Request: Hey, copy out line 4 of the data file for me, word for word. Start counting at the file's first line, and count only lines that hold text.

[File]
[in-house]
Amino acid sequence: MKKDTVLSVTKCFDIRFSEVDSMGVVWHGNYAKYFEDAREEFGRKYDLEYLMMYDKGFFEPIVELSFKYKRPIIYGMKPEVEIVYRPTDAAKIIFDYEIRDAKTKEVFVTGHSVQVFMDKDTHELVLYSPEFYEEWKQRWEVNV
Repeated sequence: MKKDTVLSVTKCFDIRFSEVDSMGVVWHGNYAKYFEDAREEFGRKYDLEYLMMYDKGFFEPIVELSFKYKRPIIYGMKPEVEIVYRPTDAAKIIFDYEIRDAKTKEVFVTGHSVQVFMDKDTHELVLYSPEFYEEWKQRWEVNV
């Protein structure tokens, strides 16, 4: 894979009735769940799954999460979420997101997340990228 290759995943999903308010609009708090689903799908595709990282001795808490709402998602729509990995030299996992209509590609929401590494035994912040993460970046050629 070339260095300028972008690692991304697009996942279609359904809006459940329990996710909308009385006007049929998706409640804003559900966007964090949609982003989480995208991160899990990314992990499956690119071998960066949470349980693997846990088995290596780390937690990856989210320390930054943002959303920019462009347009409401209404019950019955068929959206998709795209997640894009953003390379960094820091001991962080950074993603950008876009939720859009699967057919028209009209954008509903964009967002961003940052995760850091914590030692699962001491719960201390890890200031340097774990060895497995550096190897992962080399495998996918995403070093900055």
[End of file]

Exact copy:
């Protein structure tokens, strides 16, 4: 894979009735769940799954999460979420997101997340990228 290759995943999903308010609009708090689903799908595709990282001795808490709402998602729509990995030299996992209509590609929401590494035994912040993460970046050629 070339260095300028972008690692991304697009996942279609359904809006459940329990996710909308009385006007049929998706409640804003559900966007964090949609982003989480995208991160899990990314992990499956690119071998960066949470349980693997846990088995290596780390937690990856989210320390930054943002959303920019462009347009409401209404019950019955068929959206998709795209997640894009953003390379960094820091001991962080950074993603950008876009939720859009699967057919028209009209954008509903964009967002961003940052995760850091914590030692699962001491719960201390890890200031340097774990060895497995550096190897992962080399495998996918995403070093900055």